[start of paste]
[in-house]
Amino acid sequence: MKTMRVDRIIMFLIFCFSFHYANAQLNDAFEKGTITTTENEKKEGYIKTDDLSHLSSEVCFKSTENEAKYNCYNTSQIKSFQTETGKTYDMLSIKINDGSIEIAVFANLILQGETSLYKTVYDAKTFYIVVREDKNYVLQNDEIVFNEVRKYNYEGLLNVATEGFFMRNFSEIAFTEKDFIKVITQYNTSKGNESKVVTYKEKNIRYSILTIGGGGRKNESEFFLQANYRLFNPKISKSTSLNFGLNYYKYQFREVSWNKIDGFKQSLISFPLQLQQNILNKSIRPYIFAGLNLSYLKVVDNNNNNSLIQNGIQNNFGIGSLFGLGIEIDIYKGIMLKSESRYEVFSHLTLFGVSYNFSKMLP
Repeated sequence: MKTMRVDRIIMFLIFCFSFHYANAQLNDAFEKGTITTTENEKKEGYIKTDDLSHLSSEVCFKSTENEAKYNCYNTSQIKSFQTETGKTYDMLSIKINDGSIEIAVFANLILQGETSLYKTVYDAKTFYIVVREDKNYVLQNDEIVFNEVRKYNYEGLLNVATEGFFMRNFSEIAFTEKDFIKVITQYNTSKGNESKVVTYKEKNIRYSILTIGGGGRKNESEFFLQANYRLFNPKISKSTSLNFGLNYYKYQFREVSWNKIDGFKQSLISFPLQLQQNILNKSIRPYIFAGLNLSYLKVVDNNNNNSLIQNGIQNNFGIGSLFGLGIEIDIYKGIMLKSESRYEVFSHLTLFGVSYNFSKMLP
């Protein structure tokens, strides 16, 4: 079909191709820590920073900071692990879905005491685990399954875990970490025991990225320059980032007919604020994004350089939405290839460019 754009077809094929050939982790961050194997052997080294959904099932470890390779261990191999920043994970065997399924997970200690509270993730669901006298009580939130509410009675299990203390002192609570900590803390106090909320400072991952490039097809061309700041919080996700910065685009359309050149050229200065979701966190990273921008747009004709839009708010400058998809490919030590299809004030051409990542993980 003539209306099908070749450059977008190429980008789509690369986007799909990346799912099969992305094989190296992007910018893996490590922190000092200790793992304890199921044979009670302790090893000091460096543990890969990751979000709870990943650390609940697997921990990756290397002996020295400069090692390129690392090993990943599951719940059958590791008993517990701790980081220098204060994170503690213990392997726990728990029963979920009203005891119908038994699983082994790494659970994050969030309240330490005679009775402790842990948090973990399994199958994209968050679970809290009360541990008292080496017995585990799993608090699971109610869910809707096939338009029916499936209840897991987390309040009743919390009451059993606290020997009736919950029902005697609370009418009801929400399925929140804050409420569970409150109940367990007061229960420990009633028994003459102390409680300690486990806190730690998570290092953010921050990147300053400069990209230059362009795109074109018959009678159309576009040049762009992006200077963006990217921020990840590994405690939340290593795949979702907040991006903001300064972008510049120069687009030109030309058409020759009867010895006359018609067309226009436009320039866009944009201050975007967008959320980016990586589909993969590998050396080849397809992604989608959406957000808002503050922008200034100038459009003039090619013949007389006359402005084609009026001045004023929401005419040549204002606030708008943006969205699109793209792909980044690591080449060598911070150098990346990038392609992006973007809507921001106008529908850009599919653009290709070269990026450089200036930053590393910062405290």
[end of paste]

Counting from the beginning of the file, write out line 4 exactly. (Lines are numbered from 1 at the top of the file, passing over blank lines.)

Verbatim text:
């Protein structure tokens, strides 16, 4: 079909191709820590920073900071692990879905005491685990399954875990970490025991990225320059980032007919604020994004350089939405290839460019 754009077809094929050939982790961050194997052997080294959904099932470890390779261990191999920043994970065997399924997970200690509270993730669901006298009580939130509410009675299990203390002192609570900590803390106090909320400072991952490039097809061309700041919080996700910065685009359309050149050229200065979701966190990273921008747009004709839009708010400058998809490919030590299809004030051409990542993980 003539209306099908070749450059977008190429980008789509690369986007799909990346799912099969992305094989190296992007910018893996490590922190000092200790793992304890199921044979009670302790090893000091460096543990890969990751979000709870990943650390609940697997921990990756290397002996020295400069090692390129690392090993990943599951719940059958590791008993517990701790980081220098204060994170503690213990392997726990728990029963979920009203005891119908038994699983082994790494659970994050969030309240330490005679009775402790842990948090973990399994199958994209968050679970809290009360541990008292080496017995585990799993608090699971109610869910809707096939338009029916499936209840897991987390309040009743919390009451059993606290020997009736919950029902005697609370009418009801929400399925929140804050409420569970409150109940367990007061229960420990009633028994003459102390409680300690486990806190730690998570290092953010921050990147300053400069990209230059362009795109074109018959009678159309576009040049762009992006200077963006990217921020990840590994405690939340290593795949979702907040991006903001300064972008510049120069687009030109030309058409020759009867010895006359018609067309226009436009320039866009944009201050975007967008959320980016990586589909993969590998050396080849397809992604989608959406957000808002503050922008200034100038459009003039090619013949007389006359402005084609009026001045004023929401005419040549204002606030708008943006969205699109793209792909980044690591080449060598911070150098990346990038392609992006973007809507921001106008529908850009599919653009290709070269990026450089200036930053590393910062405290």